The phosphorus model consists of a first-order description of the major source and sink terms in the ocean's phosphorus cycle, including those fluxes most relevant to control of phytoplankton growth in the sea.
The phosphorus model is a highly simplified representation of the ocean's biogeochemical cycle of phosphorus. It is the simplest form that is able to reproduce the essential aspects of how atoms of phosphorus enter the ocean, are transported about within it, and then finally leave the ocean. A key aspect of the model is its representation of how phosphorus is utilised (taken up and released) by the ocean's biological communities. The main aim of the model is to examine how the amount of phosphorus in the oceans is controlled over long (typically geological) timescales
The diagram to the right shows how the oceanic cycle of phosphorus is represented in the model. The model is a two box model of the global ocean. The upper box represents the surface ocean from the euphotic zone down to the limit of the deepest wind-induced mixing during the year, while the lower box represents the deep ocean below the influence of wind and waves.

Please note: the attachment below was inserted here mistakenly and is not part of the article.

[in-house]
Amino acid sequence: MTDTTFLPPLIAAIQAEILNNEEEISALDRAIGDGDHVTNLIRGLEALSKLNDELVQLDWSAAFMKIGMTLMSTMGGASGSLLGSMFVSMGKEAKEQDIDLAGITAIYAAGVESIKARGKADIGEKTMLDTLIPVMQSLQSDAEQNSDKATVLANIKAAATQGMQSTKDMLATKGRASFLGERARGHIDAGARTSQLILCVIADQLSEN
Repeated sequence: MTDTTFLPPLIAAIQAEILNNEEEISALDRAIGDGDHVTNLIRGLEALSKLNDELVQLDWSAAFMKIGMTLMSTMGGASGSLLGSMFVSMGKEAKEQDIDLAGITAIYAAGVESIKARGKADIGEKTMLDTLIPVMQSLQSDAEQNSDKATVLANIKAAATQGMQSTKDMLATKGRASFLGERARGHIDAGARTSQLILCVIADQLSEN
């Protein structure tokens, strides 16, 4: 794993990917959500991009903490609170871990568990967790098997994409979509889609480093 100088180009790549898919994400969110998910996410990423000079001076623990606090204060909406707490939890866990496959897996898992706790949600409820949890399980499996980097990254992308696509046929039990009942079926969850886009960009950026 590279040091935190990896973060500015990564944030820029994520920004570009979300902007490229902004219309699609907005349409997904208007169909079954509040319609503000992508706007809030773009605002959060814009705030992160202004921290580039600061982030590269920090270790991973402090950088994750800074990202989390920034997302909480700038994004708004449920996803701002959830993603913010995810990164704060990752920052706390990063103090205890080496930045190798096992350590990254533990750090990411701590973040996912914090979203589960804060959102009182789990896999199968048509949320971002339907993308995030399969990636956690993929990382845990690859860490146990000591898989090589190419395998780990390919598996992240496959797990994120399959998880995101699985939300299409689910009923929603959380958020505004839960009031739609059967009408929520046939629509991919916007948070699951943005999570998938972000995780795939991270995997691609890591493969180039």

The largest fluxes (transports) of phosphorus are included in the model. Phosphorus is almost totally absent from the atmosphere, and the only significant input of phosphorus to the ocean is that from the flow of water down rivers. Various chemicals are dissolved in river water (it isn't completely pure) and one of those chemicals is phosphorus. The most significant loss of phosphorus from the oceans is as organic debris (remains of living organisms) sinking to the ocean floor and becoming incorporated into sedimentary rocks. As well as these inputs to and outputs from the ocean as a whole, the model also includes the main processes that shift phosphorus between surface and deep waters within the oceans. These are:
1. Uptake of dissolved phosphate to form new phytoplankton (i.e. plant) biomass;
2. Subsequent release (after cells get attacked by bacteria or predators, or after cells break apart for other reasons) of most of this organic phosphorus back into dissolved nutrients in the surface ocean;
3. Release of a further portion of the organic phosphorus back into deeper waters after small particles of organic material sink out of the surface oceans and are then are decomposed by deeper-dwelling bacteria; and
4. Slow mixing between the surface and deep oceans, partly due to the physical movement of large masses of water between the surface and deep layers (upwelling and downwelling), and partly due to diffusion.
Tyrrell, T. (1999). The relative influences of nitrogen and phosphorus on oceanic primary production. Nature 400, 525–531.